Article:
Gazing at the center of a candle flame to acheive meditation... or just for fun.
by Richard E Bradshaw PhD
This simple and easy candle meditation is a well-known beginners approach to meditation which might come under the Samatha method of meditation which uses objects as the focus of concentration. (See http://www.project-meditation.org/a_mt1/samatha_meditation.html for explanation of Samatha.) It is not, however only for beginners. I continue to use it occasionally after fifty years of meditational practice simply because it is fun and an easy way to relax into deeper states of meditation.
To practice the candle meditation, do some Hatha Yoga first to get the body relaxed and comfortable, then sit on the floor in a darkened room with a candle on the floor about three feet in front of you. You should sit in a half-lotus, full lotus, seiza position, or some other position comfortable for you that will keep your back straight without conscious effort on your part.
Focus on the heart of the candle flame for about three minutes, then lean over and blow out the candle. Then close your eyes and focus on the spot right between your eyes (the third eye).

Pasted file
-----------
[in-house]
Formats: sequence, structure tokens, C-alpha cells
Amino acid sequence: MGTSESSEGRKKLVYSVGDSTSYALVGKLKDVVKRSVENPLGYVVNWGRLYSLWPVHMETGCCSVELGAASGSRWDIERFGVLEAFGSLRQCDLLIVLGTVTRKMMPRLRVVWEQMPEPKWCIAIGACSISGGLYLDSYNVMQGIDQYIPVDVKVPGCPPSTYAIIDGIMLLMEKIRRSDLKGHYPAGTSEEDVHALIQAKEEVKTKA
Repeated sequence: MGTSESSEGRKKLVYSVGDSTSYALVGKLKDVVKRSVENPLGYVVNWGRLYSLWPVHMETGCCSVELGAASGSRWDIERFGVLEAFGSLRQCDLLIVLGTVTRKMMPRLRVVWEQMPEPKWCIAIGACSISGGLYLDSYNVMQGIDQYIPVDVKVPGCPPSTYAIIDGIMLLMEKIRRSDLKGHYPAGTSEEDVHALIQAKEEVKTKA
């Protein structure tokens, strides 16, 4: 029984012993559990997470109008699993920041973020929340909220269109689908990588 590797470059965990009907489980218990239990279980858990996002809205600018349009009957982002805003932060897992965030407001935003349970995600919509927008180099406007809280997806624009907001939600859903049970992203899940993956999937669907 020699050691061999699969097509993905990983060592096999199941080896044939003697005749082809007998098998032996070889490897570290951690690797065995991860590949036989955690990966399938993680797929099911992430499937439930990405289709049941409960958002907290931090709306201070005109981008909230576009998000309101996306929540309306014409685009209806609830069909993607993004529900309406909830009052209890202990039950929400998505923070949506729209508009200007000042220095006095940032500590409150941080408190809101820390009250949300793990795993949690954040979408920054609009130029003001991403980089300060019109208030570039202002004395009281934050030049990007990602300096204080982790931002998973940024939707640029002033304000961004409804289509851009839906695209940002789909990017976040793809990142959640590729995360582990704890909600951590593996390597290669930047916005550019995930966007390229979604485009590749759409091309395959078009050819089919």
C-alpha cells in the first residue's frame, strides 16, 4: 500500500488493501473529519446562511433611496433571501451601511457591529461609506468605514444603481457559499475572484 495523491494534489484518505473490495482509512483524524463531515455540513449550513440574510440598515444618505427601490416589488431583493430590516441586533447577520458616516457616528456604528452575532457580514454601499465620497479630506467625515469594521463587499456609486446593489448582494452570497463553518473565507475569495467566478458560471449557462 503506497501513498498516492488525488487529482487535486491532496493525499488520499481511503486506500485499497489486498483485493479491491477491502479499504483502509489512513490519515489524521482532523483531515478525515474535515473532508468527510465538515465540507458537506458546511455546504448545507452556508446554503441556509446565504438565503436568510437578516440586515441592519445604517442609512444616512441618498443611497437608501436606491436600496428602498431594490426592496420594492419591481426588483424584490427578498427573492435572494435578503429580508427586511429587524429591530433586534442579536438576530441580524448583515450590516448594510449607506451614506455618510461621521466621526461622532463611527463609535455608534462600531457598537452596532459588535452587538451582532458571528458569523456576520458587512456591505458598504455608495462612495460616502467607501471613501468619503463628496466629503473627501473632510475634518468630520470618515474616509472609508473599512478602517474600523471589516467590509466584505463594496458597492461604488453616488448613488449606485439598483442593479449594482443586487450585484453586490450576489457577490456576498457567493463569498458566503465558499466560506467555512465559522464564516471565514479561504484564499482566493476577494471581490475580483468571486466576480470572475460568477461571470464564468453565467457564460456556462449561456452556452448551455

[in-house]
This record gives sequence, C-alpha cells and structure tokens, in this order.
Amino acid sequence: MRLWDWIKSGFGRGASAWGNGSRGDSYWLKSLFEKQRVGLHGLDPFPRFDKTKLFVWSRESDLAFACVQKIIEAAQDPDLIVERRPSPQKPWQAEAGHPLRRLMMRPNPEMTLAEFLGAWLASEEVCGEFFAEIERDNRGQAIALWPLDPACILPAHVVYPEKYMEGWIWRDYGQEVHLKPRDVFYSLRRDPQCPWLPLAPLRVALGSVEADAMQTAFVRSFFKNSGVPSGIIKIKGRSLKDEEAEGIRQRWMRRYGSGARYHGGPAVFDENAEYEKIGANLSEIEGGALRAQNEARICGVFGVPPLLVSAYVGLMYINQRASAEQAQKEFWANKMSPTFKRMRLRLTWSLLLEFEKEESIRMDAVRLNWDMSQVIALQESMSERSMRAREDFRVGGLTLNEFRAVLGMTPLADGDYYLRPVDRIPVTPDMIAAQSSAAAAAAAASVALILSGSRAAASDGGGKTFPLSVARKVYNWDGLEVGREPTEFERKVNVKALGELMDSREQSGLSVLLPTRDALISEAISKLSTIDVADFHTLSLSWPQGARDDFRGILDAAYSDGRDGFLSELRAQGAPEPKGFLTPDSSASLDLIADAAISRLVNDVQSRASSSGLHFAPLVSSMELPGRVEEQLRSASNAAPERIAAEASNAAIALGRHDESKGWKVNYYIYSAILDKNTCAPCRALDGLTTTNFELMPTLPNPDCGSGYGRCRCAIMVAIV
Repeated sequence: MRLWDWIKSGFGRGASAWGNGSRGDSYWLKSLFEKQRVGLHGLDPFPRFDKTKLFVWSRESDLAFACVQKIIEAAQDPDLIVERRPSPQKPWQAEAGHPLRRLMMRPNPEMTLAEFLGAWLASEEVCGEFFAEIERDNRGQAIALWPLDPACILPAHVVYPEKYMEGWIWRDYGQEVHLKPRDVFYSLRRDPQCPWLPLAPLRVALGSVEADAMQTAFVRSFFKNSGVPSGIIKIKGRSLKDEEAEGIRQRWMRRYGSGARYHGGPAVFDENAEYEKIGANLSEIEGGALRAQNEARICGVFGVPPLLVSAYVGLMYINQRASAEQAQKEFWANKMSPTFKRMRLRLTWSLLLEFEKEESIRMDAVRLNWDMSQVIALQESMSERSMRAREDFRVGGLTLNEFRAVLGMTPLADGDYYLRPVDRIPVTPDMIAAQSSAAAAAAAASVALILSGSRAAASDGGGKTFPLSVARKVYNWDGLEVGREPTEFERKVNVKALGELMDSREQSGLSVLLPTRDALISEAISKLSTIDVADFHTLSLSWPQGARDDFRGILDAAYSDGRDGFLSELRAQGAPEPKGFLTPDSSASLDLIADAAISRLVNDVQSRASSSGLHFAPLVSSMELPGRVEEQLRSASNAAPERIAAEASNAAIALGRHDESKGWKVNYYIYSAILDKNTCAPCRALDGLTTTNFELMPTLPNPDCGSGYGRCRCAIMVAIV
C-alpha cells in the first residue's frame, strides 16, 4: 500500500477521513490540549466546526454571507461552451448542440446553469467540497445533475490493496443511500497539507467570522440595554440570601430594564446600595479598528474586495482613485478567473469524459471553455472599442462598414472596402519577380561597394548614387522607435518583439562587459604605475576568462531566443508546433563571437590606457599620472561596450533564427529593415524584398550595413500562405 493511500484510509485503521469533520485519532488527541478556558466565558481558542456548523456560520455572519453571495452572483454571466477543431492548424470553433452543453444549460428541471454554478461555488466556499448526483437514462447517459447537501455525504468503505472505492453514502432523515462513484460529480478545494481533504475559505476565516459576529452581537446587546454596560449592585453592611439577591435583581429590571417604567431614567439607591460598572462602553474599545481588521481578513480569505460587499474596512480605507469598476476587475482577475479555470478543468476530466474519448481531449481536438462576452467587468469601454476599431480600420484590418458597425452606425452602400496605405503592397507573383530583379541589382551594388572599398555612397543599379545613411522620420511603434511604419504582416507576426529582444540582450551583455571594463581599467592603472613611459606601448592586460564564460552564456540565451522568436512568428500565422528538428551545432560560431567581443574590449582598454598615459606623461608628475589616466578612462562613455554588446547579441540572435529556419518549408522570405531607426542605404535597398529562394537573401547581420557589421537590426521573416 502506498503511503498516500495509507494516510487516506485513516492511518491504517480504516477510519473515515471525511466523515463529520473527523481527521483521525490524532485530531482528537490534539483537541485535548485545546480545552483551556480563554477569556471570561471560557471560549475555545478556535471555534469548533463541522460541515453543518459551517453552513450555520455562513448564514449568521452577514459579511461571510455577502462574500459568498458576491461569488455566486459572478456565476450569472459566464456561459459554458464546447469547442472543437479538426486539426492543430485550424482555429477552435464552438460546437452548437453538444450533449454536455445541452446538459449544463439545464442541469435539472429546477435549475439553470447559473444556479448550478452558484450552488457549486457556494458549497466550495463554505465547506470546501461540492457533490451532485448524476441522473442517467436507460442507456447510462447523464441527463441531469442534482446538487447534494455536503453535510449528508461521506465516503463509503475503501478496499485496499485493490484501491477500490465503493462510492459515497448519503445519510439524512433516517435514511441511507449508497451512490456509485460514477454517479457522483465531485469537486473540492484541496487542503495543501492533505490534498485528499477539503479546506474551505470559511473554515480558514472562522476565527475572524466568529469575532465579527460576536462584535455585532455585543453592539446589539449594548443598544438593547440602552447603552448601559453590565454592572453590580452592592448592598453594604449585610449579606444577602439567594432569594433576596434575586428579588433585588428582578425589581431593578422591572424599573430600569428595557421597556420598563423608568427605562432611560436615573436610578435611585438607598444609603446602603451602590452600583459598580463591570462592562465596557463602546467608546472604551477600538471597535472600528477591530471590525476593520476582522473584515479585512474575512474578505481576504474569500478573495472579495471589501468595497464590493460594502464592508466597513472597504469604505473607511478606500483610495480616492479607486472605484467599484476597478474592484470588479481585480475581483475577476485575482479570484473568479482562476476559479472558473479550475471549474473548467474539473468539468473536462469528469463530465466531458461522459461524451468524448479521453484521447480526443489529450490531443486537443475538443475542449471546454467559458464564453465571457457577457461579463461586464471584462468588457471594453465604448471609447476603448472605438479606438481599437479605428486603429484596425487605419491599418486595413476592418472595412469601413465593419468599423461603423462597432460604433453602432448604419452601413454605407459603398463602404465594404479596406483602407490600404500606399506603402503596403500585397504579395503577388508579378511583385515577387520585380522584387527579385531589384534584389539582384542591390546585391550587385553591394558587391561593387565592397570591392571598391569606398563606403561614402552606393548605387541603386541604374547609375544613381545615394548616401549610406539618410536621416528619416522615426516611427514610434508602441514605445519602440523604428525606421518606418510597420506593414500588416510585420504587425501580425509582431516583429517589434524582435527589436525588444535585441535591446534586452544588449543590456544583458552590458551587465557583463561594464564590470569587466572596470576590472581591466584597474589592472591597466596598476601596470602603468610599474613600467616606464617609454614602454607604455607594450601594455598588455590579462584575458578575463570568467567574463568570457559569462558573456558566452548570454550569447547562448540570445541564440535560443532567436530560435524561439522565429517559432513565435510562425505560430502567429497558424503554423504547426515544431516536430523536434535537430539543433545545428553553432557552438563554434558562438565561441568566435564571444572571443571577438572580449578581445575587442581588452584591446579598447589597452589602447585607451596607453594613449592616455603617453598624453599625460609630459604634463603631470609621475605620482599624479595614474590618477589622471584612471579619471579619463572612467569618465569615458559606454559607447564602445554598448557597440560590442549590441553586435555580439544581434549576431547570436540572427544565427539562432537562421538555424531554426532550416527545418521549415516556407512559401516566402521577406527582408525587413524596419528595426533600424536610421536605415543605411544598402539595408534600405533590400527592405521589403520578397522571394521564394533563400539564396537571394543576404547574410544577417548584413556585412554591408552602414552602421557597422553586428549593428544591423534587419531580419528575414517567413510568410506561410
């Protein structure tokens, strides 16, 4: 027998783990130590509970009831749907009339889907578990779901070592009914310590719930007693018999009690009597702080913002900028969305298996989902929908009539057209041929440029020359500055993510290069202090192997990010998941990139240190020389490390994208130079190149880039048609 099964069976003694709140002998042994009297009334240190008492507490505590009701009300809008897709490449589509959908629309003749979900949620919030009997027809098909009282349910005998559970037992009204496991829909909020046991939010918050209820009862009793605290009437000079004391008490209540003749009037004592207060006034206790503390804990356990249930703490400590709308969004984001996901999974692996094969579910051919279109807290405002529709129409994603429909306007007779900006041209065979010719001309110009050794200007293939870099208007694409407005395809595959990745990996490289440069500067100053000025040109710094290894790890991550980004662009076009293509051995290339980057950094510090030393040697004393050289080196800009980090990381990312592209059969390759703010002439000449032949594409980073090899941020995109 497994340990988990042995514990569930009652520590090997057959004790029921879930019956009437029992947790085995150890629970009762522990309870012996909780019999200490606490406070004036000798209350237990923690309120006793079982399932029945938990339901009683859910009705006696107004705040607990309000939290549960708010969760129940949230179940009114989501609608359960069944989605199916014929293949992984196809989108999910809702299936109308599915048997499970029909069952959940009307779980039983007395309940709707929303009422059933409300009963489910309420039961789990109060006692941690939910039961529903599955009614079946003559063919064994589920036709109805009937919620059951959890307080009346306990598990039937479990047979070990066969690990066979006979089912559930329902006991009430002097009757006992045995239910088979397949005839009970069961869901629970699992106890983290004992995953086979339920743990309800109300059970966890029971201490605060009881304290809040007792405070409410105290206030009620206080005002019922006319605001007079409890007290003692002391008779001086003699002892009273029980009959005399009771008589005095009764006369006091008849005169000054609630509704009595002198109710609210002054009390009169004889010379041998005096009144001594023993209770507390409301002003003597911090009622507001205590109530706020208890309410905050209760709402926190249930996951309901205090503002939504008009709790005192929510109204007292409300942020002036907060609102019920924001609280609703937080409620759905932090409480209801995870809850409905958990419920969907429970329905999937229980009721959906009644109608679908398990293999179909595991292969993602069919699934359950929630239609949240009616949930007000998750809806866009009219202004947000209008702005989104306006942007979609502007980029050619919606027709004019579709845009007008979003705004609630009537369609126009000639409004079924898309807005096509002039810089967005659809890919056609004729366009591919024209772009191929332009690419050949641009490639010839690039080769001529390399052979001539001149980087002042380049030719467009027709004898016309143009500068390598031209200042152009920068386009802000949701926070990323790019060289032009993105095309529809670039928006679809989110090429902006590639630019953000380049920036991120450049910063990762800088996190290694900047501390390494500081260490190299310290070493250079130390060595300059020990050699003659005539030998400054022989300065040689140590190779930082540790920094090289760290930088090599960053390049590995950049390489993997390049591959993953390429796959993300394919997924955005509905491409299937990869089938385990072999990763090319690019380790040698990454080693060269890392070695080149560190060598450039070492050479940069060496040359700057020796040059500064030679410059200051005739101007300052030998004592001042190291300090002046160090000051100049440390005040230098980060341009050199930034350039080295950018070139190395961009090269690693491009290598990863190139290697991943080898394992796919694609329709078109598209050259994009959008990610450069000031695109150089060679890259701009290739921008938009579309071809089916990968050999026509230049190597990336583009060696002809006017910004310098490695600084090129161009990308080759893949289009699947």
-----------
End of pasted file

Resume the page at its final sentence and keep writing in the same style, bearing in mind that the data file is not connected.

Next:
Keep your focus on this spot and the ‘afterimage’ of the candle flame which you will see inside your mind will settle down in front of your focus.
Do not try to ‘chase’ the image of the candle flame if it is jumping around inside your mind. Just keep your focus on the center between your eyebrows until the flame comes to you, i.e., when it settles down into the third eye location inside your focus.
When it does, once again focus on the center of the candle flame in your mind until the afterimage slowly disappears. Then continue in your calm, quiet state to focus on the third eye.
The more you practice this technique, the better your visualization abilities will become and the longer the candle flame will continue to burn inside your mind.
This technique quiets the mind and leads quickly to deeper states of meditation. Practice every day and you will soon see vast improvement in your ability to concentrate and meditate. And the benefits and experiences inside meditation are beyond your wildest imaginings. For further cultivation of the ‘flame’ visualization meditation technique, see Jhoti Meditation.
For further insights into meditation and its relation to the 'self' and self-actualization see: